Long ago, before there were mortals on the earth, Zeus gave Prometheus the task of creating humans.
Prometheus knelt in the mud, dug down and shaped a man with his own hands, just like a sculptor would.
Watching nearby was Zeus's daughter, Athena. Athena had been born from Zeus's head - like an idea - as a fully formed woman clad in armour but vulnerably naked beneath her coverings. She admired Prometheus's work and breathed life into his creation.
Art and ideas; muddy hands and a delicate mind.
Intensely proud of his sculpture, Prometheus decided to distinguish men from beasts by making them stand upright like the gods. That is when everything changed.
Disgusted, Zeus decreed that men should demonstrate their subservience by sacrificing a portion of their food to the gods. Prometheus tricked him into accepting skin and bones, while humans should enjoy the meat. Forever.
In a rage, Zeus removed fire from men. Defiant, Prometheus lit a torch from the sun and brought the stolen flame to his shivering creations. A little piece of the heavens on earth.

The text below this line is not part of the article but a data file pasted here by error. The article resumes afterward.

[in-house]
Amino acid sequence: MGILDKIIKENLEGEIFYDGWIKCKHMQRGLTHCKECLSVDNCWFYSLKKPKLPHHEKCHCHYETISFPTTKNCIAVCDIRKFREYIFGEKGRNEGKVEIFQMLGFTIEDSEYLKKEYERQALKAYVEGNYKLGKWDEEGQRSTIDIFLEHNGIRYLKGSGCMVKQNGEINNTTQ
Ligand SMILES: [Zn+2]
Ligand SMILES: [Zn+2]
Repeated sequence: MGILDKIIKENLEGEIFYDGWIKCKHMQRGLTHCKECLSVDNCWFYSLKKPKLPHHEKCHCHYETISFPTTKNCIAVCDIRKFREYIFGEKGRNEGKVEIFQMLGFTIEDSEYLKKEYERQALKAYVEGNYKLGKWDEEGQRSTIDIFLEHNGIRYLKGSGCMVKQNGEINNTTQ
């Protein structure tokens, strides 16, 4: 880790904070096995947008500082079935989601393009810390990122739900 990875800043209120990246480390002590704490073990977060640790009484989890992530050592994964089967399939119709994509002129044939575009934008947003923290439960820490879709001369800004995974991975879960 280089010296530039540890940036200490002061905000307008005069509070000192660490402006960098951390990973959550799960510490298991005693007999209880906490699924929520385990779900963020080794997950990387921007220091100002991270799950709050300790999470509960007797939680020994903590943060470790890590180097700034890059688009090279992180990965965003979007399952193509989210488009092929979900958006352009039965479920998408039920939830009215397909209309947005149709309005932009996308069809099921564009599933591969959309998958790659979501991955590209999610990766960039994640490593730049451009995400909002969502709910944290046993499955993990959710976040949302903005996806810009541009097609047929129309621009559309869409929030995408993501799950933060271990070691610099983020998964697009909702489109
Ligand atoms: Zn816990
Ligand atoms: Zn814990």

Zeus sent his servants, Violence and Force, to take the sculptor to a mountain and chain him there with unbreakable diamond chains. There he was tormented by an eagle tearing at his liver, which regenerated in the night.
Zeus gave Prometheus two options to escape this fate. Prometheus chose neither.
I once had an epiphany in a public toilet.
I was in downtown Athens seeking relief for my belly full of bottled water when I came across a huge outdoor concert in one of the squares.
Some American Christian band was rocking out Protestant-style in a country where it is practically illegal to be anything but Greek Orthodox. Product in the hair, hands in the air and all that.
I ducked into a loo and found myself shoulder to shoulder at the urinal with a white-bearded man who was already midstream.
In Australia, you don't acknowledge fellow urinal users unless it is obvious that you are each very drunk. You might ask them if they're having a good night or something.
I should not have been surprised that in Greece, they get philosophical.
"There is no humanity in this," said the man, the music pulsing through the floor. "In the old days we had many gods, many stories. Much humanity. Now there is just one story. No humanity in this one."
Very unorthodox. Two shakes and he was out of there and I was left alone in contemplation.
I decided he was right.
In our culture, we really only have one story and we tell it to ourselves perpetually: Follow your heart and you will win.
If you include the many variations of the story that motivated the band that night, we also have this one: There is a chosen one who will save us all.
I don't think either story is working particularly well for us. I think we need different stories.
So I'm going to start digging up a few and sharing them here.